with Helen Lau, botanist with the US Forest Service
Okanogan Highlands Alliance (OHA) is thrilled to announce the start of season 2 of the Highland Wonders Podcast: an opportunity to learn about the natural history of the Okanogan from the comfort of your home, car or skis! Over the course of this winter, monthly episodes will focus on the life that makes the Okanogan such a unique and beautiful place, starting with the Wild Mushrooms of the Okanogan! You can find episodes here, or wherever you normally get your podcasts.
Each episode will be accompanied by a nature detective story, where a younger audience can follow along as Anna, Nature Detective, uses her imagination and explores the podcast’s subject.
The stories and podcasts will be posted to the OHA website (okanoganhighlands.org) and on the following podcast apps: Spotify, Apple Podcasts, Breaker, Castbox, Google Podcasts, Overcast, Pocket Casts and RadioPublic. Please read, listen (rate the podcast on your favorite app) and enjoy!
Anna, Nature Detective
Season 2, Episode 1: Wild Mushrooms of the Okanogan
Last year, Jack the Nature Detective took us along on his adventures in the Okanogan Highlands, as he explored with his family and learned all about local wildlife, from grouse to bats to owls to bighorn sheep to common loons. This year, Jack is off to kindergarten, and in a solemn ceremony that took place at the end of August, Jack presented his cousin, Anna, with her very own Nature Detective tools and an official badge. Let’s get to know Anna!
Anna is a different kind of Nature Detective than Jack. Where Jack is cautious and careful, Anna is daring and precocious, where Jack is quiet and observant, Anna spends half her time singing and the other half chatting. Where Jack is particular about calling things by their proper name, Anna makes up her own names for her discoveries. She LOVES animals, and she is the kid who can catch the cat that no one else can. She loves exploring things close up, touching them, peering at them through her Nature Detective hand lens. Sometimes, things that can’t run away suit Anna’s detective style best, and so, this month, Anna finds herself exploring the mushroom world!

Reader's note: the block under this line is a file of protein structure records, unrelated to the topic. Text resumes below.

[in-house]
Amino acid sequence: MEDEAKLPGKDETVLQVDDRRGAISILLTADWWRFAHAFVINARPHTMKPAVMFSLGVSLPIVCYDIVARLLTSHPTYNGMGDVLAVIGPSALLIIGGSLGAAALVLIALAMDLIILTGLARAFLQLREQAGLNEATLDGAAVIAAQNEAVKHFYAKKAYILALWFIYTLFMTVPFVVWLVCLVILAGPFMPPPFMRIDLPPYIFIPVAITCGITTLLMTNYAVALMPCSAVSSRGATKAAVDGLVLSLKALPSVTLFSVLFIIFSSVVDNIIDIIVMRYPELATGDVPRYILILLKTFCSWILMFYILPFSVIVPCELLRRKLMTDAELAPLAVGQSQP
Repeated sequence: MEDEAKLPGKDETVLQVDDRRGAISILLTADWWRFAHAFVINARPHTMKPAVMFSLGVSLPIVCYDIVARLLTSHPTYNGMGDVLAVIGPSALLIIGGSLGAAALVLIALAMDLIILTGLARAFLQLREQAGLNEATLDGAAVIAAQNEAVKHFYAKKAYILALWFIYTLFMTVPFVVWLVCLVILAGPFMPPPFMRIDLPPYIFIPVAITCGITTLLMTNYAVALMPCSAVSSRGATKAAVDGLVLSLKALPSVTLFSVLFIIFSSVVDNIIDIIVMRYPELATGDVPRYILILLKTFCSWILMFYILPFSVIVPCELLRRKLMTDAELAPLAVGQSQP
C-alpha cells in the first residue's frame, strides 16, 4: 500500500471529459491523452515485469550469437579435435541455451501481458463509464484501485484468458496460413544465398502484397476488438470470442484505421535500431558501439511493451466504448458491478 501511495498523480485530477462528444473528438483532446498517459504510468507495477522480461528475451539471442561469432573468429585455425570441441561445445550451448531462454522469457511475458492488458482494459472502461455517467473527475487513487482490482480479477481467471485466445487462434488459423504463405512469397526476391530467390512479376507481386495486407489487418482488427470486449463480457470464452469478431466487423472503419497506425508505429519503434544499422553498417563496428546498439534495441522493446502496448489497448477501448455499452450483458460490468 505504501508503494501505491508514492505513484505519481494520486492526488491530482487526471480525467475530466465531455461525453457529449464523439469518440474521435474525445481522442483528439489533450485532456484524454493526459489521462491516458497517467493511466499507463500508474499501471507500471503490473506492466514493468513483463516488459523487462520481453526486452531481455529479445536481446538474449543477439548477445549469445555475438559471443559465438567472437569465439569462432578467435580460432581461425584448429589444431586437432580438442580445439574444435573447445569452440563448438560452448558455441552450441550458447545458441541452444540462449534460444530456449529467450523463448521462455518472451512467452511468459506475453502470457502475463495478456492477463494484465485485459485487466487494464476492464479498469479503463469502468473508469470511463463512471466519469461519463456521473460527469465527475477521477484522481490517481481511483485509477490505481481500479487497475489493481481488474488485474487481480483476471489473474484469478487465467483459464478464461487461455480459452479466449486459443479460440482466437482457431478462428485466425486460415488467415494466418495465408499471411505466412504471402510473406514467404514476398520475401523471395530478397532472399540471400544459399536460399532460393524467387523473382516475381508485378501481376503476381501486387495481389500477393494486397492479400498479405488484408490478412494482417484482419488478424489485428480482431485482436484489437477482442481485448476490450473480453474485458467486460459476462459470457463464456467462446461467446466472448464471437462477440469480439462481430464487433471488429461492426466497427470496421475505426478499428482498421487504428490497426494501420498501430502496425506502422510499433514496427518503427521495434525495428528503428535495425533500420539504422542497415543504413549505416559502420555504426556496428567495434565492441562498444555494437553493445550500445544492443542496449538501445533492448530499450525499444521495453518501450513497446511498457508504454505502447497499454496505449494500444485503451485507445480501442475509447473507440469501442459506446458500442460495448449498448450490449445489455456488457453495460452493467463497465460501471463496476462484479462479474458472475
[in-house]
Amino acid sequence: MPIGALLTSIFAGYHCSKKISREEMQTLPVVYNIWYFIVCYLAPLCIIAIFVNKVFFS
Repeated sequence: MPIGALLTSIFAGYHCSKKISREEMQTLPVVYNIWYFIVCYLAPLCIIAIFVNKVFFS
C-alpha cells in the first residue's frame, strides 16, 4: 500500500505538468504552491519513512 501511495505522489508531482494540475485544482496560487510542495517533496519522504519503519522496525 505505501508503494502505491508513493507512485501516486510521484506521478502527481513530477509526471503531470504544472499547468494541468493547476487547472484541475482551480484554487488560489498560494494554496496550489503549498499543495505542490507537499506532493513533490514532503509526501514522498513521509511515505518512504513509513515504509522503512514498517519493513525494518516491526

“Hey mom, what are these slimy things?” Anna hollers from the back yard.
“Ohhhh noooo, not again!” her mom remembers back to the week before when Anna brought two heaping handfuls of deer droppings into the kitchen. She runs outside to find Anna poking at a perfect circle of mushrooms growing in the backyard. “Oh, how pretty!” Anna’s mom says “I think that’s called a fairy ring.”
Anna gasps, “a fairy ring? Made by fairies? Let’s check it out!” She pulls out her hand lens and looks at the top of one mushroom. It’s smooth, brown and slippery. She looks at the stem, tan and shaggy. Then she looks at the underside of the mushroom top. “Wow! What are those stripey things?” Anna and her mom look carefully at the mushroom, and then Anna draws what she sees in her notebook. Later on, they look in a book and find that the top of the mushroom is called the cap, the stem is called the stem, and the stripes underneath the cap are called gills.
“So… mushrooms have gills… like fish. And a cap, like an umbrella. And I don’t know why, but they grow in a circle like a fairy would make. I’ll call this a Fairy Gillyhat!” Anna says. Anna and her mom go and wash their hands, because, as their book told them, some mushrooms can be poisonous. From that day on, Anna finds mushrooms all over the place – growing on tree trunks, in the grass, on logs in the forest, everywhere! But why are they everywhere? And why are some poisonous, but some you can eat? What do mushrooms eat? Anna has lots of questions, and luckily for her, Helen Lau, of the US Forest Service has lots of answers in the latest episode of the Highland Wonders Podcast!
Learn all about Wild Mushrooms of the Okanogan (and catch any Season 1 episodes that you may have missed) at: okanoganhighlands.org/education/highland-wonders/ or on Apple Podcasts, Google Podcasts, Spotify, or wherever you find your podcasts.